He stared in uneasy bafflement at her sleeping form, then he heard something behind him, just outside the window, so faint at first that he might have mistaken it for wind through the grass. Then he was sure: they were slow, deliberate footsteps, swishing through the high weeds. He was about to turn his head and look when he noticed that the space just behind Danni had begun to deepen into a clot of shadows that had acquired a density distinct from the darkness of the room. He was slightly near-sighted and narrowed his eyes to understand what he was seeing, but although there was no definite shape, he knew something was there.
The footsteps outside had stopped now, and he heard what sounded like a rusty metal cap being unscrewed, then a sound of sloshing liquid, and a strong smell of paint thinner wafted through the window. He wanted to turn his head, to speak, to warn Danni that something dreadful was happening, but his chair-bound pose had become a frozen moment, and he couldn’t move or speak until the moment passed.
The only thing still moving in that panicked stasis was Danni’s arm. The strokes of her pencil became flashing blurs, like the flickering speed of the tiger beetles on their last shoreline. She stopped drawing and lifted her head, her eyes still closed, and let it fall back into the dark presence behind her, which supported it with hands of shadow, her breathing stertorous, dreaming darkly, he somehow knew, of him, her fantasy through all the rootless years, her Paul.
He smelled smoke, heard crackling flames and breaking glass behind him. Danni seemed to jerk in her sleep and her foot jostled the easel, and the drawing pad slid off and hit the floor. He tried to see what she’d drawn before the quickly spreading flames turned it black and set it afire. He fought to move, to shout, to breathe, but he might as well have been tied to the chair, and the last thing he saw was Danni, never again to awaken from her dreaming sleep, and whatever was draped over her like a blanket of shadows. Then the flames rose up and engulfed them. He struggled, screamed, and died.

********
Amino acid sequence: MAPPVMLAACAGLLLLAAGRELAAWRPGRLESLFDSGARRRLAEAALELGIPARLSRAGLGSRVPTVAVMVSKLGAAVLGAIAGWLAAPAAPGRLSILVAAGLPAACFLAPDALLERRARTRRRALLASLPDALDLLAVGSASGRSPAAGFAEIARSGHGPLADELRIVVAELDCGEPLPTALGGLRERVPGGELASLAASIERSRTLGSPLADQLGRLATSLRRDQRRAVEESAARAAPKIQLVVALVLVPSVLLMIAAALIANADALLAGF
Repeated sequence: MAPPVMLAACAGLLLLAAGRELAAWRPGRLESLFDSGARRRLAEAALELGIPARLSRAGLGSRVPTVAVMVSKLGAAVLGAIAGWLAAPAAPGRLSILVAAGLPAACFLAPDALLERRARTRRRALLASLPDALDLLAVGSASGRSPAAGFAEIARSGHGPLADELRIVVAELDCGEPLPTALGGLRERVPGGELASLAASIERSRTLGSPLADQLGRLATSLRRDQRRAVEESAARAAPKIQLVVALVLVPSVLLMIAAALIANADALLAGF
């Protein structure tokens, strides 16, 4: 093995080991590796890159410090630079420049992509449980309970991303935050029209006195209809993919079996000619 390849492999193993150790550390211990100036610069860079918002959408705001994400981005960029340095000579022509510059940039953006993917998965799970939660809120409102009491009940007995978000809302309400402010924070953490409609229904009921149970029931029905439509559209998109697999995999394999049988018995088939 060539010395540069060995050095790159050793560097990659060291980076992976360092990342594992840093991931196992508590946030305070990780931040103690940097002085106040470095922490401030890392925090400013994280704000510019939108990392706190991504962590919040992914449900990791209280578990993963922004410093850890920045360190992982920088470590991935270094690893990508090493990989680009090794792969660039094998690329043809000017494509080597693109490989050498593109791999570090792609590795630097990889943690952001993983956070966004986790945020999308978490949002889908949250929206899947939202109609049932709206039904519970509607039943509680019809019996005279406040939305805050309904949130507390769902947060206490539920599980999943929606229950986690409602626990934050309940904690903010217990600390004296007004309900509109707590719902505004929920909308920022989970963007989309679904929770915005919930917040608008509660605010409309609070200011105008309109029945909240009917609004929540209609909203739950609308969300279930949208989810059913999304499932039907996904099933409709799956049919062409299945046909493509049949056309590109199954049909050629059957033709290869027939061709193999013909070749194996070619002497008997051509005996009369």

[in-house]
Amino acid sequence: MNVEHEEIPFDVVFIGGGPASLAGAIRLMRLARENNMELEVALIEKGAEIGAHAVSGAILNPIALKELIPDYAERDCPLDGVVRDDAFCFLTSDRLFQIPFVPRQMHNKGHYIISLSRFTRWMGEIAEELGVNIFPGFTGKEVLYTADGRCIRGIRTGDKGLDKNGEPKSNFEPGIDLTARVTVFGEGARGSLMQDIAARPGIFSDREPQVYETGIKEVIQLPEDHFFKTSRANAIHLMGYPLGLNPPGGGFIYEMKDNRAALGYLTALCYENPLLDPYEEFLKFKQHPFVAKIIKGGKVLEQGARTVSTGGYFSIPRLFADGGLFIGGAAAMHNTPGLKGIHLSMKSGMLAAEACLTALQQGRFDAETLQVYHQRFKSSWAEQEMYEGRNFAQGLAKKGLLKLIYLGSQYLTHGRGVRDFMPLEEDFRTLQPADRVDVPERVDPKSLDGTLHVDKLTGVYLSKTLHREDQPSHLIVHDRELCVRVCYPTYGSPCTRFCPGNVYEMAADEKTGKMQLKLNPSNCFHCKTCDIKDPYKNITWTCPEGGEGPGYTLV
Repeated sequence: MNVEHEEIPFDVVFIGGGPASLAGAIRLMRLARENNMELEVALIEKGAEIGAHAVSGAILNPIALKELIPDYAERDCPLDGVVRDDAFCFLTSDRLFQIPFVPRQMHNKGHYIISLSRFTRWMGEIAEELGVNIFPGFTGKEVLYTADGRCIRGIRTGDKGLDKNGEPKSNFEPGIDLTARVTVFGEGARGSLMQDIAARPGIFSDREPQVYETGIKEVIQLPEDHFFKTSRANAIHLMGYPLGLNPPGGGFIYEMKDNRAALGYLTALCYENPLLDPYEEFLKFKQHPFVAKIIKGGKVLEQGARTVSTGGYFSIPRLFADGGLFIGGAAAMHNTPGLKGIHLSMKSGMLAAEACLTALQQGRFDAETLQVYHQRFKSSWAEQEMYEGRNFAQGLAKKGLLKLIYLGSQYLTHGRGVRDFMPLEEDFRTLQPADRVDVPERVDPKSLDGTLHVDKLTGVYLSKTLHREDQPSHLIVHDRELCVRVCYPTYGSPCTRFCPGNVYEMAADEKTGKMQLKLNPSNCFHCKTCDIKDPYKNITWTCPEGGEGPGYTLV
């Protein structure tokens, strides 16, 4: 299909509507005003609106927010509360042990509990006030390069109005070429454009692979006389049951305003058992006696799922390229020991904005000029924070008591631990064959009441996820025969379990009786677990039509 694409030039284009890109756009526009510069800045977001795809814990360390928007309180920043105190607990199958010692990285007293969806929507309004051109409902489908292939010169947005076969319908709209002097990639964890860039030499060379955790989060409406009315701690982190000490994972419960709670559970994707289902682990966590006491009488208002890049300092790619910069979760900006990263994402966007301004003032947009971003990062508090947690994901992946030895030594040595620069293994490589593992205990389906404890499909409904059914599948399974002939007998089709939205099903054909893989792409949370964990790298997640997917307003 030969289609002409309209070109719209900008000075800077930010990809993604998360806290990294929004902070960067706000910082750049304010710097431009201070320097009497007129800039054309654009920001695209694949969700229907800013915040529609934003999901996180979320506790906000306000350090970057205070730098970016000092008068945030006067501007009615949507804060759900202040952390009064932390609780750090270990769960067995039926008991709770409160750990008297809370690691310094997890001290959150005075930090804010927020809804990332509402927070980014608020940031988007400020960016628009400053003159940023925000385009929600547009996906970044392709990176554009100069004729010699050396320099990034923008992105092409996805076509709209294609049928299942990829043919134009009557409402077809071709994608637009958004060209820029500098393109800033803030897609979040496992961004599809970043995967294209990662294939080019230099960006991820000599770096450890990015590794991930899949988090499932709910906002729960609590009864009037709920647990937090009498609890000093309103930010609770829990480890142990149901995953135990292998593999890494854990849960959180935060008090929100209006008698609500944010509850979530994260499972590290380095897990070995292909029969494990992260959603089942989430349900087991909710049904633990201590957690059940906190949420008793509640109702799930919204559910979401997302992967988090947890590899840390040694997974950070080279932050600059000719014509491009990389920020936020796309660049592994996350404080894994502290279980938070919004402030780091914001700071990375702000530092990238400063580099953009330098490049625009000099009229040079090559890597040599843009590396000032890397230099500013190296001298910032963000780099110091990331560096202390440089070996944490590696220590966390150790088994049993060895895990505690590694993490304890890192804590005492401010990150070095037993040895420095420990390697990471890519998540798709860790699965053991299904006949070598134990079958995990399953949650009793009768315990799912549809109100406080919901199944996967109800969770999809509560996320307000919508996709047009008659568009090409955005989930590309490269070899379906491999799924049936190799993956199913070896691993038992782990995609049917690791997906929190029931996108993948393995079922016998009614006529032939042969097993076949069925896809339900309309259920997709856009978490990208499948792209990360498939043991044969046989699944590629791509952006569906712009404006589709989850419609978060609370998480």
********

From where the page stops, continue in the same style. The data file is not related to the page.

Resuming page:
He came to on the ground, a few yards from his car, stiff, cold and wet with dew. He looked at his watch, and was shocked to find that it was almost four a.m. Had he passed out on the way into the house? Had he even gone inside? He sat up and looked around. There was no house. He was alone in a clearing of tall summer grass and old sycamores in full leaf. A vast field of young corn, starting a few yards from the edge of the clearing, stretched away to the north and west. He rose shakily and walked toward the place where the house had stood on his arrival. All that remained was a fire-blackened patch on the ground, and from no recent fire, since shoots of young grass were growing through the scorched soil.
His throat was very dry, and he remembered that she hadn’t offered him anything to drink. A confusion mounting to panic welled up, threatening to overwhelm him. He tried to suppress his thoughts, to convince himself that he’d had some kind of fainting spell, and while passed out on the ground had dreamed his encounter with Danni, her companion, and the arsonist. He had to get away from this place, back to Brightside House. Her paintings were there, which along with his memories, he now knew, were all he would ever have of Danea Finch.
But as he reached up to brush a piece of grass out of his hair, he caught a scent on his cuff, and then on his skin, so subtle as to border on imaginary, the fading smell of wood smoke.
About the Author
Jeffrey Greene was born in Michigan, raised in Florida, and currently lives in Bethesda, Maryland. He has been writing and publishing short stories and the occasional novella since the 1980s. Some of the publications in which his stories have appeared are the North American Review, Tomorrow Speculative Fiction, Oasis, Reactor Magazine, Potomac Review, decomP Magazine, Zahir Speculative Fiction, and most recently, Bewildering Stories.
His short story, “The Blind Gambler,” was included in the anthology,“100% Pure Florida Fiction,” in 2000, published by the University of Florida. He has self-published two collections of short stories: Stories From the Cold Room, and The Iron Desert and Other Stories.